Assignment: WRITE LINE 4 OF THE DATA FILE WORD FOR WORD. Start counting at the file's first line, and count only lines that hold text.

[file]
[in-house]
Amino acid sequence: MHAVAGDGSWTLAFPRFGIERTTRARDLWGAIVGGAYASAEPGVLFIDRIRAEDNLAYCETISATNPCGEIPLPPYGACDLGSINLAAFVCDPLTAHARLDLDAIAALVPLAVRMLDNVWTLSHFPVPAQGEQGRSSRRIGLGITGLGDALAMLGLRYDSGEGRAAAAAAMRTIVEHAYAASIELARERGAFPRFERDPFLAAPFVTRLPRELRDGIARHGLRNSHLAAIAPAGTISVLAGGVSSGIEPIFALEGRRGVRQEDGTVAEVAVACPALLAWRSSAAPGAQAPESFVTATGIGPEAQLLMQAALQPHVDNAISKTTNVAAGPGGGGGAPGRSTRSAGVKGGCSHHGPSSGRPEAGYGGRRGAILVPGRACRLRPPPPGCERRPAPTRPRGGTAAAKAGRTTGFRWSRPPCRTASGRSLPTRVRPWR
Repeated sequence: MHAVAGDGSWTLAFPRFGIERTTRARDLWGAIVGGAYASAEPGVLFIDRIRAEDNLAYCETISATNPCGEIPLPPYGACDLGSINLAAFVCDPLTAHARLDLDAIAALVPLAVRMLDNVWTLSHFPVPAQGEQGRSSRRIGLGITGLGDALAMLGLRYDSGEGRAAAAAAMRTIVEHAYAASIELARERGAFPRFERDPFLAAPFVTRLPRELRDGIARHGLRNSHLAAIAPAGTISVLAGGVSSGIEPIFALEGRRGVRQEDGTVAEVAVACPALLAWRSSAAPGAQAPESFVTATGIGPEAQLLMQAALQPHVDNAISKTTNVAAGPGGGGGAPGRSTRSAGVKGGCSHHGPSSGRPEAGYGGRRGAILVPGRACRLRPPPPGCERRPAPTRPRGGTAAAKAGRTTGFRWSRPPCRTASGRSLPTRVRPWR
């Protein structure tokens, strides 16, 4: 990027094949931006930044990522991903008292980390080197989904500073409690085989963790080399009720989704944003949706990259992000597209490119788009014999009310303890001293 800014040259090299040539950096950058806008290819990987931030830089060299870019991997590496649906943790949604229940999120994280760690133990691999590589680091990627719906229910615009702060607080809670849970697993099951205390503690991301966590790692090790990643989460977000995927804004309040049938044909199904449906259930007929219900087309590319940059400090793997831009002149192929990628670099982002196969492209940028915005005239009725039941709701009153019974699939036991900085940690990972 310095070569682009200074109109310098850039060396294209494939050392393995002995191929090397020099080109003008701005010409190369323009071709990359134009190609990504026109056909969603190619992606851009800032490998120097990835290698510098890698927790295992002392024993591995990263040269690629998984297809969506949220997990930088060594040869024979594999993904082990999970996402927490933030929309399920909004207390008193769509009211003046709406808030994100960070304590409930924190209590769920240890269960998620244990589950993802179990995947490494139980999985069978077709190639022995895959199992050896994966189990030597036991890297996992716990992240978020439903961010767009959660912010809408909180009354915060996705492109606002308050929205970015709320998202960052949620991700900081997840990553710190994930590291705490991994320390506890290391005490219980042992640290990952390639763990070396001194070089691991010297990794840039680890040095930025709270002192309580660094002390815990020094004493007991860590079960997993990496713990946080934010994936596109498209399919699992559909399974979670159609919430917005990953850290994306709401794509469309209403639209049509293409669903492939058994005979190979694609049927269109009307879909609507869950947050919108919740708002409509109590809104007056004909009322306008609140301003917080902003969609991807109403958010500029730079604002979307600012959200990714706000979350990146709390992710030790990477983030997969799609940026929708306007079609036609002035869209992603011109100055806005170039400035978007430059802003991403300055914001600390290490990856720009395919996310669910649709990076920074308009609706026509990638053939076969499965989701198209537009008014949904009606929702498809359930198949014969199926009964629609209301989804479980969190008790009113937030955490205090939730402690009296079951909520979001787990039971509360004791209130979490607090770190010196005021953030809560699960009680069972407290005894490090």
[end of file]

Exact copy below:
């Protein structure tokens, strides 16, 4: 990027094949931006930044990522991903008292980390080197989904500073409690085989963790080399009720989704944003949706990259992000597209490119788009014999009310303890001293 800014040259090299040539950096950058806008290819990987931030830089060299870019991997590496649906943790949604229940999120994280760690133990691999590589680091990627719906229910615009702060607080809670849970697993099951205390503690991301966590790692090790990643989460977000995927804004309040049938044909199904449906259930007929219900087309590319940059400090793997831009002149192929990628670099982002196969492209940028915005005239009725039941709701009153019974699939036991900085940690990972 310095070569682009200074109109310098850039060396294209494939050392393995002995191929090397020099080109003008701005010409190369323009071709990359134009190609990504026109056909969603190619992606851009800032490998120097990835290698510098890698927790295992002392024993591995990263040269690629998984297809969506949220997990930088060594040869024979594999993904082990999970996402927490933030929309399920909004207390008193769509009211003046709406808030994100960070304590409930924190209590769920240890269960998620244990589950993802179990995947490494139980999985069978077709190639022995895959199992050896994966189990030597036991890297996992716990992240978020439903961010767009959660912010809408909180009354915060996705492109606002308050929205970015709320998202960052949620991700900081997840990553710190994930590291705490991994320390506890290391005490219980042992640290990952390639763990070396001194070089691991010297990794840039680890040095930025709270002192309580660094002390815990020094004493007991860590079960997993990496713990946080934010994936596109498209399919699992559909399974979670159609919430917005990953850290994306709401794509469309209403639209049509293409669903492939058994005979190979694609049927269109009307879909609507869950947050919108919740708002409509109590809104007056004909009322306008609140301003917080902003969609991807109403958010500029730079604002979307600012959200990714706000979350990146709390992710030790990477983030997969799609940026929708306007079609036609002035869209992603011109100055806005170039400035978007430059802003991403300055914001600390290490990856720009395919996310669910649709990076920074308009609706026509990638053939076969499965989701198209537009008014949904009606929702498809359930198949014969199926009964629609209301989804479980969190008790009113937030955490205090939730402690009296079951909520979001787990039971509360004791209130979490607090770190010196005021953030809560699960009680069972407290005894490090």